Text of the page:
PlackettBurman experimental design is used to identify the most important factors early in the experimentation phase when complete knowledge about the system is usually unavailable. Developed in 1946 by statisticians Robin L. Plackett and J.P. Burman, it is an efficient screening method to identify the active factors using as few experimental runs as possible.
In PlackettBurman designs, main effects have a complicated confounding relationship with twofactor interactions. Therefore, these designs should be used to study main effects when it can be assumed that twoway interactions are negligible.
In practical use, twolevel full or fractional factorial designs, and PlackettBurman designs are often used to screen for the important factors that influence process output measures or product quality. These designs are useful for fitting firstorder models (which detect linear effects) and can provide information on the existence of secondorder effects (curvature) when the design includes center points.
Full Factorial Experiment
To demonstrate the effectiveness of PlackettBurman design, an experiment was conducted to compare a full factorial experiment with a PlackettBurman design. Let’s start with the full factorial experiment, which consists of five factors with two levels for each factor.
In this case the total number of experiments is 2^{5} = 32 (Table 1). The characteristic of the response, Y, is the larger the better.
Table 1: Five Factor Analyses with Two Levels (Full Factorial Design)  
A 
B 
C 
D 
E 
Y 
1 
1 
1 
1 
1 
75.87 
1 
1 
1 
1 
1 
76.14 
1 
1 
1 
1 
1 
109.95 
1 
1 
1 
1 
1 
109.55 
1 
1 
1 
1 
1 
80.17 
1 
1 
1 
1 
1 
80.3 
1 
1 
1 
1 
1 
114.07 
1 
1 
1 
1 
1 
114.05 
1 
1 
1 
1 
1 
68.77 
1 
1 
1 
1 
1 
68.63 
1 
1 
1 
1 
1 
102.41 
1 
1 
1 
1 
1 
102.27 
1 
1 
1 
1 
1 
72.95 
1 
1 
1 
1 
1 
72.68 
1 
1 
1 
1 
1 
106.98 
1 
1 
1 
1 
1 
106.65 
1 
1 
1 
1 
1 
75.79 
1 
1 
1 
1 
1 
75.71 
1 
1 
1 
1 
1 
110.08 
1 
1 
1 
1 
1 
110.04 
1 
1 
1 
1 
1 
80.49 
1 
1 
1 
1 
1 
80.86 
1 
1 
1 
1 
1 
113.49 
1 
1 
1 
1 
1 
114.06 
1 
1 
1 
1 
1 
68.22 
1 
1 
1 
1 
1 
68.6 
1 
1 
1 
1 
1 
102.5 
1 
1 
1 
1 
1 
102.3 
1 
1 
1 
1 
1 
73.03 
1 
1 
1 
1 
1 
73.3 
1 
1 
1 
1 
1 
106.08 
1 
1 
1 
1 
1 
106.7 
Normal Plot
The primary goal of screening designs is to identify the vital few factors or key variables that influence the response. A normal plot is one of the graphs that help identify these influential factors.
In the normal probability plot of the effects, points that do not fall near the line have measured values that are significantly beyond the observed variation, and usually signal important effects. Important effects are larger and generally further from the fitted line than unimportant effects. Unimportant effects tend to be smaller and centered around zero.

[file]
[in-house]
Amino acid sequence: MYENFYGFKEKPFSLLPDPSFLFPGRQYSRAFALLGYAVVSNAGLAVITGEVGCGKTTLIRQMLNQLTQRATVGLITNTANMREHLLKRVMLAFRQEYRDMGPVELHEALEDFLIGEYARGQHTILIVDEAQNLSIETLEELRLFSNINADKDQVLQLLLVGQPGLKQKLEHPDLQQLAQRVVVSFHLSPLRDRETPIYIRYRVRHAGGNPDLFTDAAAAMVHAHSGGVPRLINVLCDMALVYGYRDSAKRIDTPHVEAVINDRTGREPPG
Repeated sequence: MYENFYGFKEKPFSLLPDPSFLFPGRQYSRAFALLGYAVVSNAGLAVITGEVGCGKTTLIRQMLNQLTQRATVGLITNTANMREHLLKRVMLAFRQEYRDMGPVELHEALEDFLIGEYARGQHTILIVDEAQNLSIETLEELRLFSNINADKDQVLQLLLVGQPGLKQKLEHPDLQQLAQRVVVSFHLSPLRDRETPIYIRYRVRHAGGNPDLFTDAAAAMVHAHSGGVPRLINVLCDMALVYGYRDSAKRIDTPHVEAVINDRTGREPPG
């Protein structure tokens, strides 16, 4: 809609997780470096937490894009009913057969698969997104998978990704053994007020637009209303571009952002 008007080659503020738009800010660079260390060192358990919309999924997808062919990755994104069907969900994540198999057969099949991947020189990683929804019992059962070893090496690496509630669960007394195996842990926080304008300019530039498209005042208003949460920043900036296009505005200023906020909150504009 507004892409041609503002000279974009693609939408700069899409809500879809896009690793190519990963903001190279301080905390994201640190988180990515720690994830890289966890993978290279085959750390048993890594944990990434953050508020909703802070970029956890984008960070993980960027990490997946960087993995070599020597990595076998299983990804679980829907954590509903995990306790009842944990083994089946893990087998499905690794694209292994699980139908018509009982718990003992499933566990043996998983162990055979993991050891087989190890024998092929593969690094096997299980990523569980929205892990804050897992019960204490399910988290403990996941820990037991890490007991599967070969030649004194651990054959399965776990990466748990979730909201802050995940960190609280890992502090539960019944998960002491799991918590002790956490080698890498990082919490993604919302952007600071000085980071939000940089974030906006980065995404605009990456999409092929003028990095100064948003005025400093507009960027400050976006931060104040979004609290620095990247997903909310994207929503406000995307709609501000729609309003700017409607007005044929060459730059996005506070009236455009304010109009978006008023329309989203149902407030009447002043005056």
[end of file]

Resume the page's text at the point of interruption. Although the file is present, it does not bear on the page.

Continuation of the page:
As shown in the normal plot (Figure 2) and the analysis of variance (ANOVA, Figure 3), the factors B, C and D are significant to the response. Additionally, there are twoway interactions between factors B and C and threeway interactions among B, C and E.
Main Effects Plot
In experimental design, a main effects plot is used in conjunction with ANOVA to examine differences among level means for one or more factors. It graphs the response mean for each factor level connected by a line. A main effect is present when different levels of a factor affect the response differently (shown as a slope on a twolevel plot).
Some general patterns to look for with main effects plots include the following:
 When the line is horizontal (parallel to the xaxis), then there is no main effect present. Each level of the factor affects the response in the same way, and the response mean is the same across all factor levels.
 When the line is not horizontal, then a significant main effect may be present. Different levels of the factor affect the response differently. The greater the slope, the greater the likelihood that a main effect is statistically significant.
The factors B, C and D are shown to be significant to the response Y as shown in Figure 3.
Response Optimization
The Response Optimizer function in Minitab helps to identify the combination of input variable settings that jointly optimize a single response or a set of responses. (Note: Minitab requires the user create a starting point for the optimization and will find the first best solution based on the requested optimization objective.) This function provides an optimal solution for the input variable combinations and an optimization plot. The optimization plot is interactive – input variable settings on the plot can be adjusted to search for more desirable solutions.